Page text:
The new driving laws coming into force in 2020 every motorist needs to know about
From the way you drive to the way you maintain your vehicle could all be affected with these new laws.
Changes to tax and even changes to overtaking cyclists come into effect with the start of the decade.
Drivers could be charged up to an additional £15 with a new law on taxation.
You could be affected by the change if your car produces high emissions, alongside those with diesel cars who fail to meet the new mandatory RDE2 emissions standard who will continue to pay higher taxes. New car buyers could also face an extra £65 on their first year’s car tax.
New drivers already face harsher penalties for offences like using a mobile phone whilst driving, but a whole new range of restrictions could come into effect for 2020.
The RAC say these are likely to focus on things like curfews, the amount of passengers you can carry, and the amount of alcohol you can consume and drive.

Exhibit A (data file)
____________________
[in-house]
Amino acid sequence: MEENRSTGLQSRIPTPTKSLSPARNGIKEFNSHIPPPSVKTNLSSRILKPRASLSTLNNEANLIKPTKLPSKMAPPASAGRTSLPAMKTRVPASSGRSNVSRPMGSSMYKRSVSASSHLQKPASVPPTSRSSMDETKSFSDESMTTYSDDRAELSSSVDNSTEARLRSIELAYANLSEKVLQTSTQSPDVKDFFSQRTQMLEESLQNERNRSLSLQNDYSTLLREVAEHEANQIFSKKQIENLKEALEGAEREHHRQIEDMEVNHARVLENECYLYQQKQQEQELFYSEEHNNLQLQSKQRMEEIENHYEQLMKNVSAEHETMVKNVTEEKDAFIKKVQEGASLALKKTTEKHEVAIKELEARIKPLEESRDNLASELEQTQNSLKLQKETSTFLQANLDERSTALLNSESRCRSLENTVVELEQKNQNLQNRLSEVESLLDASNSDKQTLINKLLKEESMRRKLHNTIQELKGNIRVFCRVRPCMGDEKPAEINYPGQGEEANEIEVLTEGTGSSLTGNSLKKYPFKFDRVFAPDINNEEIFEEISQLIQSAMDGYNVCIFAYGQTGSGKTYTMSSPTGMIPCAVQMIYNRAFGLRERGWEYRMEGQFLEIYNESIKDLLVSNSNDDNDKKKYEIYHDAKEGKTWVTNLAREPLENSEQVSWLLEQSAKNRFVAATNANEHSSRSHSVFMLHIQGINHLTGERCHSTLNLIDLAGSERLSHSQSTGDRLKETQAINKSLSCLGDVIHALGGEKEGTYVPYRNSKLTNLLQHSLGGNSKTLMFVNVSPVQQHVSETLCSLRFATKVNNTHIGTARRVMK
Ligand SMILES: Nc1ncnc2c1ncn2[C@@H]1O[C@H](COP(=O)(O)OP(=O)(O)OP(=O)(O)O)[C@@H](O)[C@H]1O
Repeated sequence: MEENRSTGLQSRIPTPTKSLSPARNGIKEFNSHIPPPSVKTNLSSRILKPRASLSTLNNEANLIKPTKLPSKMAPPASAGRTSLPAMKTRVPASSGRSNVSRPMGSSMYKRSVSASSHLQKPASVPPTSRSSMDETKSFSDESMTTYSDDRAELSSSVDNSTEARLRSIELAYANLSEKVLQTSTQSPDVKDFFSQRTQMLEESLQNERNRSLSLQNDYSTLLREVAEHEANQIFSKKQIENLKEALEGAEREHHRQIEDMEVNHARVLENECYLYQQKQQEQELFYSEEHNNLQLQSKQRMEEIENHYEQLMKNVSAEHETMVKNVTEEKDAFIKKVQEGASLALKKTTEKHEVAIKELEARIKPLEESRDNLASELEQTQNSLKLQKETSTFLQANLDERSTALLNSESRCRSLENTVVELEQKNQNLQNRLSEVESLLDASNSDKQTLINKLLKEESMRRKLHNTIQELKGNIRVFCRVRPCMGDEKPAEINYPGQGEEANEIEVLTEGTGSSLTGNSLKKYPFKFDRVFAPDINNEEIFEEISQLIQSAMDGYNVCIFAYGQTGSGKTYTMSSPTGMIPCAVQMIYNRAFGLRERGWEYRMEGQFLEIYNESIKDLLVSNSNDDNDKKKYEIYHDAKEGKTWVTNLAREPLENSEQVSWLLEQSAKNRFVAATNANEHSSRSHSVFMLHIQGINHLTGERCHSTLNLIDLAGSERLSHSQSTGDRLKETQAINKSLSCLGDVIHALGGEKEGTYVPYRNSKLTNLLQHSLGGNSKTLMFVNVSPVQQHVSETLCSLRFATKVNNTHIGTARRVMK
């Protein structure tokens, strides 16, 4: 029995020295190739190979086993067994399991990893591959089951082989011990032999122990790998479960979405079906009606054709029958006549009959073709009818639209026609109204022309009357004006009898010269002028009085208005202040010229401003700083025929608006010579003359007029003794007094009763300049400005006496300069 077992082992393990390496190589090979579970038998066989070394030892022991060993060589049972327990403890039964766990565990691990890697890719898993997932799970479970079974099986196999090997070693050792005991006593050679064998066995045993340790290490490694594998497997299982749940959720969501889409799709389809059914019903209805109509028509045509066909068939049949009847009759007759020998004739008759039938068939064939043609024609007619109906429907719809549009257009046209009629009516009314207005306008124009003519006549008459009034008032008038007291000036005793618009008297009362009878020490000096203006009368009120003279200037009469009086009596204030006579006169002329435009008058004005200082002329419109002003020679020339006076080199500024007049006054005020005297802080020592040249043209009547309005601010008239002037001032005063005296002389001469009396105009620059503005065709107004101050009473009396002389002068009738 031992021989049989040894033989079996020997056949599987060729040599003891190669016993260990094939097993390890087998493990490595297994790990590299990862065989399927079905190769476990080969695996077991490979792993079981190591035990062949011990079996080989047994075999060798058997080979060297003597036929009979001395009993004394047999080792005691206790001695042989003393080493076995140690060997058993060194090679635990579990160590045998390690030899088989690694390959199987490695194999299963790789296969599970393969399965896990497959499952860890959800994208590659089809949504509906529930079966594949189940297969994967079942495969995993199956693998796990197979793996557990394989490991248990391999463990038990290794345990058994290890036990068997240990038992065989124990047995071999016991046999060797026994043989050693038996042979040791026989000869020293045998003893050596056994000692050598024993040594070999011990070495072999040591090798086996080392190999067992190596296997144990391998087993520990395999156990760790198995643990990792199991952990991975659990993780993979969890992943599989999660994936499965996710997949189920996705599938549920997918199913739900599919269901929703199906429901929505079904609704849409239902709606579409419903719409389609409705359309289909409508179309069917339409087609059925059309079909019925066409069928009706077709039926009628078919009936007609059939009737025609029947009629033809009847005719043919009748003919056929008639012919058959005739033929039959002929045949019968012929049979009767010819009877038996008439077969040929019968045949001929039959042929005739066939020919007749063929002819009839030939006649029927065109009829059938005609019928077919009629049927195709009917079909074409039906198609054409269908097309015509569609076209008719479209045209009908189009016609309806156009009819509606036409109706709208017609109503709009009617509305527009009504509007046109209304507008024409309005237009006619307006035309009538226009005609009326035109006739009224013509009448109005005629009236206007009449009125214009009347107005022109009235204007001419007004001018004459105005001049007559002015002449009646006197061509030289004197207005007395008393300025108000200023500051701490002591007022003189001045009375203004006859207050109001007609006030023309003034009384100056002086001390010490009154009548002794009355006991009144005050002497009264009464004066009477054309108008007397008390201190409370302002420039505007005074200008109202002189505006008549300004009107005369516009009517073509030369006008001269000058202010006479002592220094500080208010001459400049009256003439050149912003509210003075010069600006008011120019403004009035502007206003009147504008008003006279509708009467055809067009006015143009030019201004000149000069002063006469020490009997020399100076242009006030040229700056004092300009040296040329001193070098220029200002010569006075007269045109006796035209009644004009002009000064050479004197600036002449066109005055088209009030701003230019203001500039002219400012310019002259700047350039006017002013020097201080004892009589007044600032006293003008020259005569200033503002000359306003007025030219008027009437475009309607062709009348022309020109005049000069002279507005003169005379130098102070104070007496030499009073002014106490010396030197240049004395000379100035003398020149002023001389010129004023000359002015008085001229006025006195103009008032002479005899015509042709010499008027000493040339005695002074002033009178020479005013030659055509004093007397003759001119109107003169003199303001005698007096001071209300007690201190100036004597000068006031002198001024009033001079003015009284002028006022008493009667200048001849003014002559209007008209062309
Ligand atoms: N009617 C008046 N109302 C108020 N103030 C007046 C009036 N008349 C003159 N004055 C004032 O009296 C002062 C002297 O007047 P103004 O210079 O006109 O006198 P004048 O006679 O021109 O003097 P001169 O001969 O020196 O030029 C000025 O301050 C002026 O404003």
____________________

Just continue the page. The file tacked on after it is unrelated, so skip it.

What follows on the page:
Those who ignore red X lane closures could be stung with fines up to £100.
New laws for driving on smart motorways will be enforced from June this year, meaning drivers who ignore closures could be automatically fined and given three points in line with the new rules.
Driving permits and green cards
If you’re planning to drive in the EU as a visitor, you will have to spend £5.50 on an international permit if the UK were to leave without a Brexit deal. This will be available to purchase from the Post Office.
Holidaymakers planning on driving their own vehicle abroad will also need to carry a motor insurance green card in the EU and EEA. Motorists can get one of these by contacting their insurance provider a month before travel.
Drivers who park on the pavement could be in trouble, with potential legislation being rolled out to deter them.
Pavement parking has been banned across the city of London since 1974, but successes could see a new law being applied to the rest of the country. Though, due to the opposition the rule faces, this may take some time to eventually enforce.
Campaigners for road safety have called for clarification, as they say legislation does not do enough to explain how drivers should treat cyclists on the road.
Drivers may soon be encouraged to use the "Dutch reach" when opening their car doors. This means rather than using your hand closest to the door, you use your far hand to reach the handle, allowing you to look out of the window and ensure you refrain from hitting a passing cyclist.